Jumping is the best known – and probably most readily understood – of all the FEI disciplines and is one of the three Olympic equestrian sports, along with Dressage and Eventing. As in all equestrian disciplines, men and women compete on equal terms in Jumping in both individual and team events.

Jumping is a spectacular mix of courage, control and technical ability that takes horse and rider over 10 to 13 “knockable” obstacles, some of which may be double or treble combinations, with penalties incurred for each obstacle knocked down or refused. Jumping has also produced some of equestrian sport’s most memorable Olympic moments.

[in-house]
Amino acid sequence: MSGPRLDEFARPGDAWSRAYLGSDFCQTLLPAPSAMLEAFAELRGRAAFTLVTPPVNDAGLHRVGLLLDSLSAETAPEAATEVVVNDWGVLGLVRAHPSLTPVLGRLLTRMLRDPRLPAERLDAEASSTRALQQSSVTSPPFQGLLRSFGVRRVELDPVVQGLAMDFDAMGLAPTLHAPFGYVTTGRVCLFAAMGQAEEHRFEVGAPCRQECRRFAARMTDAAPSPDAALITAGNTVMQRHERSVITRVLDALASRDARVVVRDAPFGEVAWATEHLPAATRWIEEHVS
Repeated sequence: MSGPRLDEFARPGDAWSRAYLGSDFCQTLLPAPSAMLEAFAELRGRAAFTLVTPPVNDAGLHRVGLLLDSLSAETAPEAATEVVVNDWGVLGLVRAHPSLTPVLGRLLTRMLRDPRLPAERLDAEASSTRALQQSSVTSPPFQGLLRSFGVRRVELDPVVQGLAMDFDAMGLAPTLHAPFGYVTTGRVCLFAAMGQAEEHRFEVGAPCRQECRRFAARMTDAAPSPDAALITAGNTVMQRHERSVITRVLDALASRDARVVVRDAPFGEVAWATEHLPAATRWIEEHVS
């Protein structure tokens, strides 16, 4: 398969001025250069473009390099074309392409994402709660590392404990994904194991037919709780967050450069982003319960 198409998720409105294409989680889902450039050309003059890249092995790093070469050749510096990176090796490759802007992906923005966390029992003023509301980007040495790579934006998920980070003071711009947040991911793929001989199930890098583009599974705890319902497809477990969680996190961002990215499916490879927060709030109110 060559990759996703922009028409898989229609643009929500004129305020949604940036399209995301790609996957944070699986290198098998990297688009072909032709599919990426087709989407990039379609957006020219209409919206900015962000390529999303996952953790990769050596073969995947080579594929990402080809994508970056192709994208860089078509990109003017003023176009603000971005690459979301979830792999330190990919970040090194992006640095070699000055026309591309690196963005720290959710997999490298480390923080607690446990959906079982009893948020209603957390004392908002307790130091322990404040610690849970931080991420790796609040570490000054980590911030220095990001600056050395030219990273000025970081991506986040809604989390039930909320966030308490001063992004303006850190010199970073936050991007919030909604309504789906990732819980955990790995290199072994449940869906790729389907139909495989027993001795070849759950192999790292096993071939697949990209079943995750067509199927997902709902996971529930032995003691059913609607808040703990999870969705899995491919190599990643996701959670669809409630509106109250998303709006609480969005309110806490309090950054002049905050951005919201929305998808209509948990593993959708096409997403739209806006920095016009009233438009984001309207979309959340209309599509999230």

Rider and horse have to complete riding the course with 10 to 13 obstacles that are not fixed (opposite to the military discipline). The goal is in testing the skills, correctness and training of the competing pair. If the pair did not undermine hight or width of any of the obstacles we can say that they passed without errors. In the case that any obstacle is knocked down or the horse has disobeyed the errors are cumulated (knock out means 4 minus points, first disobeyal the same, second additional 4 minus points while the third disobeyal brings discfalification).

The winner is the pair with least penalty points, the pair that completed course with the fastest time or the pair that gained the highest number of positive points (depending on the type of the class).